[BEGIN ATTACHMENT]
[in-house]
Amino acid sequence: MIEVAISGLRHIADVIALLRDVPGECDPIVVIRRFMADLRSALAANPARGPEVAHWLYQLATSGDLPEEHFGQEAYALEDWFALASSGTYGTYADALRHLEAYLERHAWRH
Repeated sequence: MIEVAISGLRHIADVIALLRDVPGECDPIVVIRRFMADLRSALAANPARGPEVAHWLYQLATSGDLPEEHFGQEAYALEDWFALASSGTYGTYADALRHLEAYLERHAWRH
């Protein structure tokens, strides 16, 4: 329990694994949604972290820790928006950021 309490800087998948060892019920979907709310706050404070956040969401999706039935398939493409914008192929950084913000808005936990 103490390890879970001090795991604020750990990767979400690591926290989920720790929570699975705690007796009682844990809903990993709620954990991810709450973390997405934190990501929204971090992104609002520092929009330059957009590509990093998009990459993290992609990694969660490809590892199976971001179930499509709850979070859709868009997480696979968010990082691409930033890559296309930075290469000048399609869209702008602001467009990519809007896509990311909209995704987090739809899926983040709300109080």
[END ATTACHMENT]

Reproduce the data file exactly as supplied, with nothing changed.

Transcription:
[in-house]
Amino acid sequence: MIEVAISGLRHIADVIALLRDVPGECDPIVVIRRFMADLRSALAANPARGPEVAHWLYQLATSGDLPEEHFGQEAYALEDWFALASSGTYGTYADALRHLEAYLERHAWRH
Repeated sequence: MIEVAISGLRHIADVIALLRDVPGECDPIVVIRRFMADLRSALAANPARGPEVAHWLYQLATSGDLPEEHFGQEAYALEDWFALASSGTYGTYADALRHLEAYLERHAWRH
């Protein structure tokens, strides 16, 4: 329990694994949604972290820790928006950021 309490800087998948060892019920979907709310706050404070956040969401999706039935398939493409914008192929950084913000808005936990 103490390890879970001090795991604020750990990767979400690591926290989920720790929570699975705690007796009682844990809903990993709620954990991810709450973390997405934190990501929204971090992104609002520092929009330059957009590509990093998009990459993290992609990694969660490809590892199976971001179930499509709850979070859709868009997480696979968010990082691409930033890559296309930075290469000048399609869209702008602001467009990519809007896509990311909209995704987090739809899926983040709300109080």